“We have had great balance this year,” Seaman coach Craig Cox said. “We have a lot of different guys that can score on any given night in many different ways. I think our versatility will be the key for us in the long run. It would be nice if the way we passed the ball, scored and played tonight would carry over into the postseason.
Hyman led the Vikings in scoring with 20 points Friday night while Henry added 16.
“We as a team did a great job of getting everyone involved,” Hyman said. “My teammates gave me a lot of different opportunities to shoot the ball from many different places and my shots were going down.”
Seaman’s current six-game winning streak isn’t by accident, with the Vikings relying on team-first basketball.
Emporia was the latest victim of Seaman's hot streak, although the Spartans played Seaman competitively for the entire game.
“We couldn’t ever completely get away from (Emporia),” Cox said. “They deserve credit for how well they played. They made it extremely tough for us to break the game open.”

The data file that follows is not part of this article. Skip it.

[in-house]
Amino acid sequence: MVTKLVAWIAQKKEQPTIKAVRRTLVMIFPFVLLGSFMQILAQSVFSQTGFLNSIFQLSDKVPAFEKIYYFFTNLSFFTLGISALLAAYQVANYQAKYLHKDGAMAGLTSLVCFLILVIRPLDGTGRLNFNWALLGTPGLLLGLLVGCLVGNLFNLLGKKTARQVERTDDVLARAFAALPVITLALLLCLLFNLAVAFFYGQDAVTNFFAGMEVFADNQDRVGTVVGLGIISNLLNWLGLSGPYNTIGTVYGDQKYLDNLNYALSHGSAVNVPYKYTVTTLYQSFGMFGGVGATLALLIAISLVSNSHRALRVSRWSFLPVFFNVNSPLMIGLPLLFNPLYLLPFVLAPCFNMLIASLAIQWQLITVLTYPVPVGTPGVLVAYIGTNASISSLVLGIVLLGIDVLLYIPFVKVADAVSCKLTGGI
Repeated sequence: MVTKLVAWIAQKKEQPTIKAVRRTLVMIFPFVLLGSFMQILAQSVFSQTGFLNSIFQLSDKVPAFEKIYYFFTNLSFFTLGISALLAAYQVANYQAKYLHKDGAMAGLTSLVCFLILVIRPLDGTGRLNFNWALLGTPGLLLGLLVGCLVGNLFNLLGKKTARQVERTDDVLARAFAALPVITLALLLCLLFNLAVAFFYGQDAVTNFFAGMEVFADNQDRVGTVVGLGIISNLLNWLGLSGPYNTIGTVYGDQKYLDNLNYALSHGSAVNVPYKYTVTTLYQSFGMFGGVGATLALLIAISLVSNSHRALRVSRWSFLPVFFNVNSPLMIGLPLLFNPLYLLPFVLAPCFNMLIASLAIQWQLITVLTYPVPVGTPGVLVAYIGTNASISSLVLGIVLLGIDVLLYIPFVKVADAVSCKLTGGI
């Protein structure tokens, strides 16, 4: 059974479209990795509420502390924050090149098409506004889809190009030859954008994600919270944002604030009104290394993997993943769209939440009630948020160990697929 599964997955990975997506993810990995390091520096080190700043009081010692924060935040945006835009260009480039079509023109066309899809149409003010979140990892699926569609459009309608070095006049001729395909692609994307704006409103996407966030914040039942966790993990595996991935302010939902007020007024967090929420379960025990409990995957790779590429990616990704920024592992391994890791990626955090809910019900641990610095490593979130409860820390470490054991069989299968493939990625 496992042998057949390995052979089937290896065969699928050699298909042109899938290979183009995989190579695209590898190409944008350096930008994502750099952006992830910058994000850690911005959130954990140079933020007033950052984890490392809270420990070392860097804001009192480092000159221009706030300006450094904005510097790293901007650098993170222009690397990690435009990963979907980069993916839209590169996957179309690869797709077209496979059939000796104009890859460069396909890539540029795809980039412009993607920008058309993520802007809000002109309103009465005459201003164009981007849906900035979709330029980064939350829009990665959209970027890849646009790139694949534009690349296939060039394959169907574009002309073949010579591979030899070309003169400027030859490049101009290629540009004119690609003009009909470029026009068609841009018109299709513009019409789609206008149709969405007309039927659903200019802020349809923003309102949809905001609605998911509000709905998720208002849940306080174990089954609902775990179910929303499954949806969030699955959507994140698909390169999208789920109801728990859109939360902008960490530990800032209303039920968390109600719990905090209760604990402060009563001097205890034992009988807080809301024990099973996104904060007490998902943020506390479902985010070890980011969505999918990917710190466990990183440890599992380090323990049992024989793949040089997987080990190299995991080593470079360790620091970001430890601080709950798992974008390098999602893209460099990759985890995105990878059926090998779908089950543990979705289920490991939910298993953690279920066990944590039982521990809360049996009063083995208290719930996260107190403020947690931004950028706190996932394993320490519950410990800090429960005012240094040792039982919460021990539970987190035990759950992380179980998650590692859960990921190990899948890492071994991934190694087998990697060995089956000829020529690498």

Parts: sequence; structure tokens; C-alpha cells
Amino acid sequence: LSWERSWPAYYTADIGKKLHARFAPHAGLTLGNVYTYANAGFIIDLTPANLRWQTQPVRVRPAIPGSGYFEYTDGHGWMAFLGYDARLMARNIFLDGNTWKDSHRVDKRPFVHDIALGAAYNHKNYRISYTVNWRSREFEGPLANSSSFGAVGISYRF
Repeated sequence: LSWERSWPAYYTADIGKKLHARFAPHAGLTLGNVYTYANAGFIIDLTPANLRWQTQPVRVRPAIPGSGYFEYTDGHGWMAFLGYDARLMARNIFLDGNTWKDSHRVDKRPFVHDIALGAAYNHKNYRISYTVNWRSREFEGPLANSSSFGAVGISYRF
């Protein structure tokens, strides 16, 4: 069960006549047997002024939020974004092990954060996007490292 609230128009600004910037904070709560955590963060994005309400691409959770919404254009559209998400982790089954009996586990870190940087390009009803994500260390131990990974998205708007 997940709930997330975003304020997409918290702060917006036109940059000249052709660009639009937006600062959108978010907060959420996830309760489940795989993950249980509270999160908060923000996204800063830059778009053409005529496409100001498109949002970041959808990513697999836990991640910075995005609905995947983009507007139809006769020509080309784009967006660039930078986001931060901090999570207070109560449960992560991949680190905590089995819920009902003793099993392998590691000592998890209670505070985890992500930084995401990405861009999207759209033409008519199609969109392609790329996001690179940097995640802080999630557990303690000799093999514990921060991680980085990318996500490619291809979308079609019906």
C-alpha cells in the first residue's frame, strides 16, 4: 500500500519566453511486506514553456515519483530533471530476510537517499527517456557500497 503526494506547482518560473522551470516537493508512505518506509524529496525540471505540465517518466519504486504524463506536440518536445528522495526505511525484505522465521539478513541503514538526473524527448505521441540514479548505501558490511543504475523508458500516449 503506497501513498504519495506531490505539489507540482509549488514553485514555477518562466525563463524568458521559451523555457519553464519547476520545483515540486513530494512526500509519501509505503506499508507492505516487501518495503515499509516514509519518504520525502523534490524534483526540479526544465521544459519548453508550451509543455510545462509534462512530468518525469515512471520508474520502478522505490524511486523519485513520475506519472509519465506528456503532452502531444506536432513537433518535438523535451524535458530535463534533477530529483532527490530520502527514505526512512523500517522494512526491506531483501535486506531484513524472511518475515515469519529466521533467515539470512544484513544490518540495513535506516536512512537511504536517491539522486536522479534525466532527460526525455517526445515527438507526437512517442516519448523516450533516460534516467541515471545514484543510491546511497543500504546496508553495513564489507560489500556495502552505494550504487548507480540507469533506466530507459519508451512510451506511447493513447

Emporia’s Parker Leeds had 22 points on the night while River Peters added 19. The Spartans converted 10 three-point shots, giving Seaman uneasiness for the first three quarters.
By ISAAC DEER
Anna Becker’s 18-point second half was the key component of Seaman’s 47-41 home Centennial League victory over Emporia Friday night.
Becker, who finished with a game-high 20 points, put herself in multiple situations to be free-throw line-bound in the second half tne the freshman standout went a perfect 7 of 7 from the charity stripe.
“We spent a lot of time on our free throws yesterday,” Seaman coach Matt Tinsley said. “We had a drill where we would shoot free throws for five minutes straight. We did that drill twice. You can shorten the game by being confident stepping up to the line.”
Emporia found itself in many situations where the Spartans were just a basket away from taking a lead. But whenever the Spartans would make a shot, Seaman would answer right back nearly every time.
“Emporia is so tough,” Tinsley said. “That Emporia team is so well-coached. Their program mirrors our program in the toughness aspect. We played them 12 times in the last four years. They knew what we were going to do and we knew what they were going to do.
“It makes these games that much tougher.”
While Friday night’s contest final score ended up with 88 combined points, the two teams would only muster five points apiece before the first quarter ended.